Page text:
How to Avoid Becoming a Victim of a Health Plan Scam

Posted by on Apr 4, 2013 in Employee Benefit Program, Health | 0 comments

How to Avoid Becoming a Victim of a Health Plan Scam


Fake health plans are appearing more often. The people behind these scams are taking advantage of millions of Americans who do not have and cannot afford regular health insurance. When these bogus plan creators refuse to compensate for the procedures they are supposed to cover, policyholders end up paying for both their medical bills and needless premiums for fake coverage. There are many criminals exploiting the confusion about health care reform. In some cases, people selling these plans are saying they work for the government. Many advertise using the television, faxes and emails. To avoid being a victim of one of these scams, there are several important things to know.

How The Plans Work
One common element of a scam plan is a strong sales pitch with plenty of hype. Con artists usually offer full coverage for an unusually low price. However, the products they actually deliver are a different story. In most cases, the only proof of coverage provided is a cheap card or a piece of paper that provides a minimal discount on regular fee schedules. While some coverage options may not include anything, there are others that include only a few minor issues. This stripped-down coverage is nearly useless for anyone.

The Effects Of Scams
The worst part of health plan scams is that consumers are the ones ultimately footing the bills. They must pay for all or most of every expense. In some cases, bills may reach into lower five-digit numbers. This can quickly deplete savings accounts and create massive debts, which can ruin a person’s financial future. What is even worse is that people endanger their health with these scams. Trying to find new coverage or waiting to pay for treatment after being scammed can worsen many medical conditions. Another negative effect of these plans is that they help crooks become richer. Nobody wants to see dishonest fraudsters paying for mansions, luxury cars and vacations with their money.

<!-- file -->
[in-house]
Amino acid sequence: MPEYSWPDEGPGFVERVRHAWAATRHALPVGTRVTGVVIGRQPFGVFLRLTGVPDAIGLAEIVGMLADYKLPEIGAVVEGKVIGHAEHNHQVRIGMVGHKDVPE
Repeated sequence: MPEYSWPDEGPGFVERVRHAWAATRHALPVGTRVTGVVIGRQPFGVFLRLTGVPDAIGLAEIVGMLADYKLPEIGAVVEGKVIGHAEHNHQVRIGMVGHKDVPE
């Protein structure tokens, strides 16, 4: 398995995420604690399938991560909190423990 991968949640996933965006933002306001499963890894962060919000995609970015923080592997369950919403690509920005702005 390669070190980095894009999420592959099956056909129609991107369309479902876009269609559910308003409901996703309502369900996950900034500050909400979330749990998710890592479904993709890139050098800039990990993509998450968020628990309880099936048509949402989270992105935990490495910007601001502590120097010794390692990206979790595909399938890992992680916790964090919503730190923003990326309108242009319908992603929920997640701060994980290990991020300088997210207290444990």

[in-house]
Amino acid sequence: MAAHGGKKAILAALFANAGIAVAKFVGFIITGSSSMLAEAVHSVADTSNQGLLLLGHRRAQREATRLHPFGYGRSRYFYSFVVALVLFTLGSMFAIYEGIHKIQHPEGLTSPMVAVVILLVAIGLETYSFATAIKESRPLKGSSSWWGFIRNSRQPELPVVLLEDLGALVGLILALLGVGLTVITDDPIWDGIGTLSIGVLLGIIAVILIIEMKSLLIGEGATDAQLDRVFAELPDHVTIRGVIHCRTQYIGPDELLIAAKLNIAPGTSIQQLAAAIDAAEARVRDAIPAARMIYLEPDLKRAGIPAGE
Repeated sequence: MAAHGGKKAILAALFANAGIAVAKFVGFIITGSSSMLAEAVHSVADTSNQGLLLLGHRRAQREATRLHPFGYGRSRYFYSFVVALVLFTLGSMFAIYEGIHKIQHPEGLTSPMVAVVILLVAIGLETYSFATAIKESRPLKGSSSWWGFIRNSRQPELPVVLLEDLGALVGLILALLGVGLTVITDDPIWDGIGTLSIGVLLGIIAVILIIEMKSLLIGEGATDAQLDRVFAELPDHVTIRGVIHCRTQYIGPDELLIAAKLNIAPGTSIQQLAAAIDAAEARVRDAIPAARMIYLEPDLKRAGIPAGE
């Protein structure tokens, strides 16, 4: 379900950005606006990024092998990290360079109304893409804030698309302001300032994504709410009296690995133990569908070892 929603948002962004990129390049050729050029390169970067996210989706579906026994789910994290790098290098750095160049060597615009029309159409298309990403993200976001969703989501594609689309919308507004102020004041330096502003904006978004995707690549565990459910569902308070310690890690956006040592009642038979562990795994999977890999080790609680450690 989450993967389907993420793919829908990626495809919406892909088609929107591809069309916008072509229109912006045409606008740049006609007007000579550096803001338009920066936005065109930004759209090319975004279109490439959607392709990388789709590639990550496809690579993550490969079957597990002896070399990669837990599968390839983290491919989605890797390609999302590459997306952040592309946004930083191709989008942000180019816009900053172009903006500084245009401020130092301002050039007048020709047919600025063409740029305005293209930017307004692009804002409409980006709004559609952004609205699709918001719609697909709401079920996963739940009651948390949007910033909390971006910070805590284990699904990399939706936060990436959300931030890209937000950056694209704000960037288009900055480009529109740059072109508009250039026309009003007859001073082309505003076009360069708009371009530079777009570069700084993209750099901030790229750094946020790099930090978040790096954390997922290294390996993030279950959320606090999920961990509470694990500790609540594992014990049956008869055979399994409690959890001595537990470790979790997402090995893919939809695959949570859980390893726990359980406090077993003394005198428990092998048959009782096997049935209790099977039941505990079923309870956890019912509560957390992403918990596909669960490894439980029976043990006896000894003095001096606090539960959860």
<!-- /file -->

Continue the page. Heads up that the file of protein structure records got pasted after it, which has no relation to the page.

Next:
Signs To Watch For
There are several things every consumer should be aware of. It is easy to feel enticed by an attractive offer when it is extended, but it is even more important to make sure the coverage will actually be beneficial and not detrimental. The following are signs to watch for:

– Hard-driven or aggressive sales pitches are sent from telemarketers, emails and faxes.
– Correspondence arrives from companies with no names and only toll-free numbers.
– Signs are stapled to phone poles or public bulletin boards.
– Salesmen have pushy attitudes and often refer to special deals.
– Reps claim plans are compliant with health reform and lie that it is now required.
– Salesmen offer special plans for seniors that sound too good to be true.
– Reps offer plans with low premiums and low deductibles.
– Reps provide vague answers to consumers’ questions.
– The process of enrollment is as easy as filling out a form.
– Reps push for banking or financial info before forms are signed.
– Internet sites are vague or questionable.
– Members are required to join associations or unions.
– Plans are offered in states where they do not need federal licenses.
– There is slow correspondence or suspicious delays with payments.

Fighting Back Against Fraudsters
The best step to take is to read every piece of paper thoroughly. If the papers are too confusing and the agent does not provide clear answers, he or she may not be offering an honest deal. Never provide financial information before signing any official forms. Do not rely only on the literature provided by the company when making a decision. Before considering doing business with any insurer, research the company’s reputation online. When doing this, use neutral third-party sites where the information is more objective. Another helpful step is to verify that a company’s plan is licensed with the state. If it is not licensed, consumers should continue shopping. Private coverage is always licensed by states and never a federal authority. For answers to any questions, discuss concerns with an agent.